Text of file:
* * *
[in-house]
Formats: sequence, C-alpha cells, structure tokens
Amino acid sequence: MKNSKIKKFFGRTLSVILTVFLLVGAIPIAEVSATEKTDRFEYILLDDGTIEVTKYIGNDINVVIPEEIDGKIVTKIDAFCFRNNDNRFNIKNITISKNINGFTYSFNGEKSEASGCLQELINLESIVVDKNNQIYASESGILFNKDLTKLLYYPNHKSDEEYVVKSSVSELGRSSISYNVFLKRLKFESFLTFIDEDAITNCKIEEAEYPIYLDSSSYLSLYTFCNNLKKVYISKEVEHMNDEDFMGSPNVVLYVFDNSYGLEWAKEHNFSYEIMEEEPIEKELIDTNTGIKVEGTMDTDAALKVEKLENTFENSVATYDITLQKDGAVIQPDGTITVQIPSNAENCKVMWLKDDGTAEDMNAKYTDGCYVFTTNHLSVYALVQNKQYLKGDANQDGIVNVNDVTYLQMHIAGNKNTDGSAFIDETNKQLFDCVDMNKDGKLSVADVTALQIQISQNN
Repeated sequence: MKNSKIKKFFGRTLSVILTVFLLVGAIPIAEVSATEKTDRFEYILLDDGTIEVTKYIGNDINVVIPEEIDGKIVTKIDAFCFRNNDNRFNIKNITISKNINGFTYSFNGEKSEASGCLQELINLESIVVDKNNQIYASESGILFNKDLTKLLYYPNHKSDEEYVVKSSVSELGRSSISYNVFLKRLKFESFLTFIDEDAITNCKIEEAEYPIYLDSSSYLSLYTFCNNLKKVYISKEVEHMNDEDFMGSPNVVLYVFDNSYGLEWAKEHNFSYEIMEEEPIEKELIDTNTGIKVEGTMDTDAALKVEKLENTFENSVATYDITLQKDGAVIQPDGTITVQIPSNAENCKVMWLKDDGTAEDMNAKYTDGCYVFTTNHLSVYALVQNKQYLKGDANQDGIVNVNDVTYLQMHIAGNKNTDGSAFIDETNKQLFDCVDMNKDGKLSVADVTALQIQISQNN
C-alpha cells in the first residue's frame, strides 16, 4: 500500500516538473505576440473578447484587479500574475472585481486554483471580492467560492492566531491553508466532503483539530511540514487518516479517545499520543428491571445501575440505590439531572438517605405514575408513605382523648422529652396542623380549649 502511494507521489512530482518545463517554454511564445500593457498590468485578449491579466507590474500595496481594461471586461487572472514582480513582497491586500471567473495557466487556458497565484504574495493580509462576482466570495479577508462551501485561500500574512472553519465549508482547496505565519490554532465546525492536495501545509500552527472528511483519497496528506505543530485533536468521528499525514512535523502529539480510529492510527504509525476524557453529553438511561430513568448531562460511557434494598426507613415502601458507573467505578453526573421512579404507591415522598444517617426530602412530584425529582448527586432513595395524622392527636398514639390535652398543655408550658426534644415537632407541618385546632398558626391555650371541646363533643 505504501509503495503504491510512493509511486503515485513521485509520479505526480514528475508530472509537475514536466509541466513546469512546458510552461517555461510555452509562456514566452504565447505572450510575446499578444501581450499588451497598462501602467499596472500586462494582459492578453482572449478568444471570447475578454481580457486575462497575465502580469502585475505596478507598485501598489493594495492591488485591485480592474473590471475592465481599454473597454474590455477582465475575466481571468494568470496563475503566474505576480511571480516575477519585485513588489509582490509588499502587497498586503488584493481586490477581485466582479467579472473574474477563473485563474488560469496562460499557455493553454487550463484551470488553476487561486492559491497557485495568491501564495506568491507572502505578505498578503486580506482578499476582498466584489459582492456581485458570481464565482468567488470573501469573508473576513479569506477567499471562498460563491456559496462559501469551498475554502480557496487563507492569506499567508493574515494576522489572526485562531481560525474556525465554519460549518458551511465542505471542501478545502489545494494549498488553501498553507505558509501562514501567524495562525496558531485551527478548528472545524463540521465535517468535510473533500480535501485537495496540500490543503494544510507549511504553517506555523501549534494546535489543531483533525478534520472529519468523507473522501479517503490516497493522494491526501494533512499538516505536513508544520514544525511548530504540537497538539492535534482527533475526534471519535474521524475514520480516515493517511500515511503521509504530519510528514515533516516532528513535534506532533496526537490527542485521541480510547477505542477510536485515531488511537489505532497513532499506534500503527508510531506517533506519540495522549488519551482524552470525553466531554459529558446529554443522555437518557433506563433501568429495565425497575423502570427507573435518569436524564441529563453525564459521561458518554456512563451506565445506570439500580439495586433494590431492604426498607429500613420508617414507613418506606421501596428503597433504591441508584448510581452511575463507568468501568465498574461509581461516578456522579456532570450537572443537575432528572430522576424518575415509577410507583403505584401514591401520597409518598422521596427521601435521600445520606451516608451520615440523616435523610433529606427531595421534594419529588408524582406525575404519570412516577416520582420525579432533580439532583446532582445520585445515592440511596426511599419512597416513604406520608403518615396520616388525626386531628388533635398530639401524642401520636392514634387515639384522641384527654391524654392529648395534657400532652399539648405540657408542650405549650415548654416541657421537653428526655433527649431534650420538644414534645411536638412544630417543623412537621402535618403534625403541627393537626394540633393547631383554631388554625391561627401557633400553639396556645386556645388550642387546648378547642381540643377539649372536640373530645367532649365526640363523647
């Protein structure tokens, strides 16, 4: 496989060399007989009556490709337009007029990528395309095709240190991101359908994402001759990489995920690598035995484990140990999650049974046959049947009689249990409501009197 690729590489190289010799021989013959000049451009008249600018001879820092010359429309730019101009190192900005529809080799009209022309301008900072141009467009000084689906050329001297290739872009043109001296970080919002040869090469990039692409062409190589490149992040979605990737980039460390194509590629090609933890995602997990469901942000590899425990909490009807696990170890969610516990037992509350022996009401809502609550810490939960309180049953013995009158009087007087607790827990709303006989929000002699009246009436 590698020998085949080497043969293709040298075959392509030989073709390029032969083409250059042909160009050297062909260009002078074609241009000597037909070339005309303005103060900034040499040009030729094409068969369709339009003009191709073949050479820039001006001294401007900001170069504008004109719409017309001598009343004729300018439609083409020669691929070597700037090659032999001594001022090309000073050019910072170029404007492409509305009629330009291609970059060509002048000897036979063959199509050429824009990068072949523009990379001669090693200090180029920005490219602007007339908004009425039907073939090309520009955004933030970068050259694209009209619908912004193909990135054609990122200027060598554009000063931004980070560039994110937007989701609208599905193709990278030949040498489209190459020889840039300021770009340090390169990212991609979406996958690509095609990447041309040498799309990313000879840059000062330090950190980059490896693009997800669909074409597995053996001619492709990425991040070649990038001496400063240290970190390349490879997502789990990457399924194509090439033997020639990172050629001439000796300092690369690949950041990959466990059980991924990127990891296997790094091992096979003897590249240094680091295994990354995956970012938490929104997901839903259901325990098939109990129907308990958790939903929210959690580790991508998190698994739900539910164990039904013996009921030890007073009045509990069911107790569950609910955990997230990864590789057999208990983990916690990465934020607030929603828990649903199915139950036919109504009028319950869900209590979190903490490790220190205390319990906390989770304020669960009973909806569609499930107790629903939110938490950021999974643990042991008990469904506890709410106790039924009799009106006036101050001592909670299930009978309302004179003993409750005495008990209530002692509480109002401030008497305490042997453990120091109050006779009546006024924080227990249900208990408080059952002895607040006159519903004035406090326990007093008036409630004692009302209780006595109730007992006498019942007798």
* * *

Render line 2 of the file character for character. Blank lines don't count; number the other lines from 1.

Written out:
Formats: sequence, C-alpha cells, structure tokens